1
Feeding Ecology, Digestive Strategies, and Implications for Feeding Programs in Captivity

The welfare of nonhuman primates in captivity depends heavily on meeting their nutrient needs in a manner that considers normal foraging and feeding behavior, structure and functions of the digestive system, and the options and constraints of captive dietary husbandry.

FEEDING ECOLOGY

In developing a system for the nourishment of captive nonhuman primates, it is helpful to examine the literature on the feeding ecology of primates in the wild. Several observational methods have been used to record foraging and feeding behavior in natural ecologic systems (Altmann, 1974; Lehner, 1996), and data derived with these methods are summarized in Tables 1-1 through 1-6. To interpret the findings properly, the reader should have a background in the methods used, and a brief discussion of them follows.

Feeding-Ecology Methods Involving Visual Observations of Behavior

Data collected during visual observations of behavior typically include length of feeding bout, plant species eaten, plant parts eaten (for example, fruit and leaf), percentage of part eaten, feeding rate (for example, number of fruits consumed per minute), diameter and height of food plant, and food-plant location.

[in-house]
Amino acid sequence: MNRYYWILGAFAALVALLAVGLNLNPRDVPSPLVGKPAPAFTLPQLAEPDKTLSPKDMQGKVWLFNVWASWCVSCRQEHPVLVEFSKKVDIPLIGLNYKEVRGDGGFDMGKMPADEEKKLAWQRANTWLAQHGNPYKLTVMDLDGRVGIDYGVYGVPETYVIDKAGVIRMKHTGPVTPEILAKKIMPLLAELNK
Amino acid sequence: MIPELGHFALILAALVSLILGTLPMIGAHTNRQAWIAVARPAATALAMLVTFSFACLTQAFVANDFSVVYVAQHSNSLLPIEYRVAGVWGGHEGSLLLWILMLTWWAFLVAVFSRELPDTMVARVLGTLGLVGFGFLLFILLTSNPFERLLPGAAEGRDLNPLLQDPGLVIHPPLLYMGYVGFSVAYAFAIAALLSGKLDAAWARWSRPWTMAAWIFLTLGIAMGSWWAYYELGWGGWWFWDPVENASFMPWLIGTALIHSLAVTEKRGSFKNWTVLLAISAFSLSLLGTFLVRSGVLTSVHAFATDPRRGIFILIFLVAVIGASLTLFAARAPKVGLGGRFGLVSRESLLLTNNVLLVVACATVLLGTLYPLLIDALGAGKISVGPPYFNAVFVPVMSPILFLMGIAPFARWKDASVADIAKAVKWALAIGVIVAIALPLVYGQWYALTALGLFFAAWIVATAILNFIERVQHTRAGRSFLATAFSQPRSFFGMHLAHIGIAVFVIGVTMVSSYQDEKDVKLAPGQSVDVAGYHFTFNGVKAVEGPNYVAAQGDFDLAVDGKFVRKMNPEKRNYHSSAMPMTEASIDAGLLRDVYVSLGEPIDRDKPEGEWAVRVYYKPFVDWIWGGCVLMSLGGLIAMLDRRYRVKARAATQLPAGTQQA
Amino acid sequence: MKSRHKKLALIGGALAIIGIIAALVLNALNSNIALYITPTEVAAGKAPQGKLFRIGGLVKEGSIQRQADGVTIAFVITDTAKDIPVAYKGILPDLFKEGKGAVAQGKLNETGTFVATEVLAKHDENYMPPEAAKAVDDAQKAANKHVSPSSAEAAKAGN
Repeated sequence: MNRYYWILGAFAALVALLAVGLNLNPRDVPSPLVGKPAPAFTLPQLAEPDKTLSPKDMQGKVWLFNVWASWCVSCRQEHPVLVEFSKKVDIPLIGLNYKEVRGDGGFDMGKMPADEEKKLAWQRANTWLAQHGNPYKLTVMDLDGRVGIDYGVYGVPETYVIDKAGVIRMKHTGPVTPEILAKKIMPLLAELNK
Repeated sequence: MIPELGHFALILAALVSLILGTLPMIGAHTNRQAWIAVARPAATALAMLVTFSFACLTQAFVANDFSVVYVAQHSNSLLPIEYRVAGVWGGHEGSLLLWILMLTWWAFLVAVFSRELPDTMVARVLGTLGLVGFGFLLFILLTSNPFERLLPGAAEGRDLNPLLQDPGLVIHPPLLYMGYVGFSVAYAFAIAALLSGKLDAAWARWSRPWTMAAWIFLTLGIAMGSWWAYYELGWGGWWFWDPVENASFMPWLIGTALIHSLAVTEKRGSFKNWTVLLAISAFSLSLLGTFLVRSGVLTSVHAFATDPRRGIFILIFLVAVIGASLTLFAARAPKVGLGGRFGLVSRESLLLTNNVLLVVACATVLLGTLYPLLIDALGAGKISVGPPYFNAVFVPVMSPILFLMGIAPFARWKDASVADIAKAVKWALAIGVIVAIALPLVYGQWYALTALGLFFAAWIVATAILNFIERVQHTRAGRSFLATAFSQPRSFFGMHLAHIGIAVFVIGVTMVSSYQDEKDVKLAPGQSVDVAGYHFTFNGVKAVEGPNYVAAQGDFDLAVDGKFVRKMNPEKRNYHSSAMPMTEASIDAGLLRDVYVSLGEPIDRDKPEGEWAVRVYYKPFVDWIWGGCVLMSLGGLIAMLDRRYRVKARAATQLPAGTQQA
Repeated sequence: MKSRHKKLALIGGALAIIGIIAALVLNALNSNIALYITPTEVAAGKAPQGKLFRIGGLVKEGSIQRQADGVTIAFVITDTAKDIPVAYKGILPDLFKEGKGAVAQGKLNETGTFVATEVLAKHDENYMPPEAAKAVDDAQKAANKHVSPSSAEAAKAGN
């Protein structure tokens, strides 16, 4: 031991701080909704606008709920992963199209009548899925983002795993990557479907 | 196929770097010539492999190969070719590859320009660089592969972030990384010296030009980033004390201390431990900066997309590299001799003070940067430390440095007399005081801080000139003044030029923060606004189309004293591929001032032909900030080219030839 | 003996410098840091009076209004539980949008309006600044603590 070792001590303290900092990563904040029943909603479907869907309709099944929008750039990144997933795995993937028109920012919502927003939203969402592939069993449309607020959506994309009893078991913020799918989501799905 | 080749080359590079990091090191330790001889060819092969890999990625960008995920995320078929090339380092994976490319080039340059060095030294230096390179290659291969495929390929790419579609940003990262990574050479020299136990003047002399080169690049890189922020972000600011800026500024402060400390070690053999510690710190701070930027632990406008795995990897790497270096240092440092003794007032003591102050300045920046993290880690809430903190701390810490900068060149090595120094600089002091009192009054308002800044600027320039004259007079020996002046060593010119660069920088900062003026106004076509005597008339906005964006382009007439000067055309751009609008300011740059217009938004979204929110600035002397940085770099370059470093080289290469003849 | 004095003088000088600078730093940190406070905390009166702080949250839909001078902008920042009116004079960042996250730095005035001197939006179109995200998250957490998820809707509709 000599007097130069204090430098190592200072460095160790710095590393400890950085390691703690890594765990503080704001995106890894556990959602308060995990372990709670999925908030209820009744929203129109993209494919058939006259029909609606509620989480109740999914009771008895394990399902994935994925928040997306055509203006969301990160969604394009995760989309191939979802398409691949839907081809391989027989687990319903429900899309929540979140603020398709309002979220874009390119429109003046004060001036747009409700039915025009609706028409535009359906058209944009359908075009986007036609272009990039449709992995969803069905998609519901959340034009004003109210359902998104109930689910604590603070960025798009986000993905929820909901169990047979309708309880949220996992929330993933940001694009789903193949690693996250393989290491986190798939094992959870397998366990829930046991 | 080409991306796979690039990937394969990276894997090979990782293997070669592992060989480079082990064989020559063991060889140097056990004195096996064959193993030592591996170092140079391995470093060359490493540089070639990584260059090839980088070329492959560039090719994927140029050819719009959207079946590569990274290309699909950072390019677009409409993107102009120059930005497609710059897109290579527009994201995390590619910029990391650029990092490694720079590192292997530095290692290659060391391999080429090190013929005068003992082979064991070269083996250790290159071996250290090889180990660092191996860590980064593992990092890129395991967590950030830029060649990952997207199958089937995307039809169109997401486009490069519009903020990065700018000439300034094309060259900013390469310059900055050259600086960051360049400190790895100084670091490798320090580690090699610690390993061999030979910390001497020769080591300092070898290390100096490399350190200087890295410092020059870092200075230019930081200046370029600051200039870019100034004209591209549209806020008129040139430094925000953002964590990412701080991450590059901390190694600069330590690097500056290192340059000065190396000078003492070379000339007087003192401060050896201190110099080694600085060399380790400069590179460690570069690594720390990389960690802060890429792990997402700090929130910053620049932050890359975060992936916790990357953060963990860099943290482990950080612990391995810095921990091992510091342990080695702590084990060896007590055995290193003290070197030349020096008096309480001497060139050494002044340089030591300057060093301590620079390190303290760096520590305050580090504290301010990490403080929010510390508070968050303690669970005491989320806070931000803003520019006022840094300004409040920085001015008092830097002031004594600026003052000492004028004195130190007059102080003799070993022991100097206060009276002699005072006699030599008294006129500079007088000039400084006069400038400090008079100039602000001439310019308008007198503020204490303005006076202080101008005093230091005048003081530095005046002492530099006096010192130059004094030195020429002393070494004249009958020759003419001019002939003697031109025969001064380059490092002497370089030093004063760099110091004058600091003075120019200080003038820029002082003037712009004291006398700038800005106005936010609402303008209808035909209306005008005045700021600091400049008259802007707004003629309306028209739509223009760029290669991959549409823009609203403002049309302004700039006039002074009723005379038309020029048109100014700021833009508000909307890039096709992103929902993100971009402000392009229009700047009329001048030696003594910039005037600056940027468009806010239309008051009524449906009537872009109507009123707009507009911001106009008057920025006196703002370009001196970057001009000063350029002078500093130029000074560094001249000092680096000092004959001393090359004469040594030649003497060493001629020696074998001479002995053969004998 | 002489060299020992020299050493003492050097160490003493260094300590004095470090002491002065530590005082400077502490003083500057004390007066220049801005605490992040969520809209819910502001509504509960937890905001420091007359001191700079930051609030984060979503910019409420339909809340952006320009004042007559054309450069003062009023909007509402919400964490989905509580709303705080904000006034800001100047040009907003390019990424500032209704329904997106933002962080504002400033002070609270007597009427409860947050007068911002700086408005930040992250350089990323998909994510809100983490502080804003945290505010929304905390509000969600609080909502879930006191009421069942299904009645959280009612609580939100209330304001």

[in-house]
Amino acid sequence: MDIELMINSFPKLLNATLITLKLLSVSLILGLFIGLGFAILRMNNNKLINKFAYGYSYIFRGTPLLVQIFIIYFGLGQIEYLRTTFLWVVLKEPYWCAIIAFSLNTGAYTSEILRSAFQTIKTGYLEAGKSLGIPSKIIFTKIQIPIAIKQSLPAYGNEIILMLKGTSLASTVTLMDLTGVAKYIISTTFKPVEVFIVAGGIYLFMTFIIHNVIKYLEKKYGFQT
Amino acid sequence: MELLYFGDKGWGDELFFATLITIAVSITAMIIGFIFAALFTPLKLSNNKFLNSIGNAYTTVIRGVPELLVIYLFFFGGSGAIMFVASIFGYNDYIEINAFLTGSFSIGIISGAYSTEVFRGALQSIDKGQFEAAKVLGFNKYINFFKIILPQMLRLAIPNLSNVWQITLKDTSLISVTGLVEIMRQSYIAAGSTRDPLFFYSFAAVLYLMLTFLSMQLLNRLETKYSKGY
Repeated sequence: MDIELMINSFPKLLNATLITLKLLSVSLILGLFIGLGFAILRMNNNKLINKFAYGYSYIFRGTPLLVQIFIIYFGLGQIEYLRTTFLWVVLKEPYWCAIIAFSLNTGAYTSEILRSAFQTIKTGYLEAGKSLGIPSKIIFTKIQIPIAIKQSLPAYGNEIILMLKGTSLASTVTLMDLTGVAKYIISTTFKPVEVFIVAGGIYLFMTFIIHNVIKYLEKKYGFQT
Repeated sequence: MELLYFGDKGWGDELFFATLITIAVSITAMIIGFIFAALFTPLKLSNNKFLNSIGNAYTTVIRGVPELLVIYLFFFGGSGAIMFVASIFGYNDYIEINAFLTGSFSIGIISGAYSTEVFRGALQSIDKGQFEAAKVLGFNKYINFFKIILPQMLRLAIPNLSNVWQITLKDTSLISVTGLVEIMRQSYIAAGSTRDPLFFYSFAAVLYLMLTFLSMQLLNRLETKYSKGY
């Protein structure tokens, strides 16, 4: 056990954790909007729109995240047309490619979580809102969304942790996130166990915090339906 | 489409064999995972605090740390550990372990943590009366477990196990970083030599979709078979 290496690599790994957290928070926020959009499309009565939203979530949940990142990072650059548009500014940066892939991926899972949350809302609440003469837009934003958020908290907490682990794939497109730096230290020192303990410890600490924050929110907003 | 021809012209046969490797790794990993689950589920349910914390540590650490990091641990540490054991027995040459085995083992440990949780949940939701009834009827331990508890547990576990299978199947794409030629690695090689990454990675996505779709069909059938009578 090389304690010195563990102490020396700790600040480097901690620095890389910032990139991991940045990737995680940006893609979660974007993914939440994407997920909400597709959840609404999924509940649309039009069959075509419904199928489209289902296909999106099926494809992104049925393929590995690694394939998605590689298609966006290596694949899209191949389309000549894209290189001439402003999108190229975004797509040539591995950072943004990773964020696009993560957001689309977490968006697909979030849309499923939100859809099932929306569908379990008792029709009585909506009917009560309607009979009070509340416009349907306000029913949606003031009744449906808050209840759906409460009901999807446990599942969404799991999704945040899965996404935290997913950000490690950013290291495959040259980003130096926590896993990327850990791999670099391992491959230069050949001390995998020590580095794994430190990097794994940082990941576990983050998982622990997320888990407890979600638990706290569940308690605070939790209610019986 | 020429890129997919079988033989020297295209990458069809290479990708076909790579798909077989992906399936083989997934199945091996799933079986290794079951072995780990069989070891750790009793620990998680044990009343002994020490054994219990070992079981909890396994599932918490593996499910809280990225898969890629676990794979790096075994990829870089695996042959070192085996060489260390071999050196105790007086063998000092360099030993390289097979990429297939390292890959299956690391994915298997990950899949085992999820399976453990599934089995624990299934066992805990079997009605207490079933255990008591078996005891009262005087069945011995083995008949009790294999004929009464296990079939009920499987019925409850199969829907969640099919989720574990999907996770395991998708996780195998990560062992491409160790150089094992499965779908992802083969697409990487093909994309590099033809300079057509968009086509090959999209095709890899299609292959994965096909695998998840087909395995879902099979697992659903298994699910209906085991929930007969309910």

OBSERVATION OPTIONS

Choosing a data-collection method requires, as a first step, selection of one of two animal-observation options.

Focal-Animal Observation One individual is observed during a given session of data collection (it can also be a pair or a small subgroup). Sessions can vary from 5 min to a whole day. This method is used to identify multiple behaviors in selected individuals. When sessions are only 5-10 min long, it is common to switch observations to another animal in the group for the next session.

All-Animal Observation Primates that are naturally grouped are observed simultaneously. This method is feasible only when observing a few easy-to-see behaviors. It is not recommended for detailed feeding behaviors.

SAMPLING METHODS

After selection of an animal-observation option, the second step is to select a method of sampling foraging and feeding behavior.

Ad Libitum (or Periodic) Sampling This is the classic, pre-1970s field method, used before modern statistical techniques and advanced technologies were commonly applied. Today, it is recommended only for preliminary reconnaissance or the study of rare behaviors. This method is biased toward spectacular behaviors, like hunting, thus overestimating faunivory compared with herbivory.

Continuous-Recording Sampling Method These sampling methods result in the most complete and accurate data. They are recommended for studying feeding ecology but are difficult to use with arboreal animals, such as primates.

  • All-Occurrences Sampling. All occurrences of one or a few behaviors are recorded over an extended period,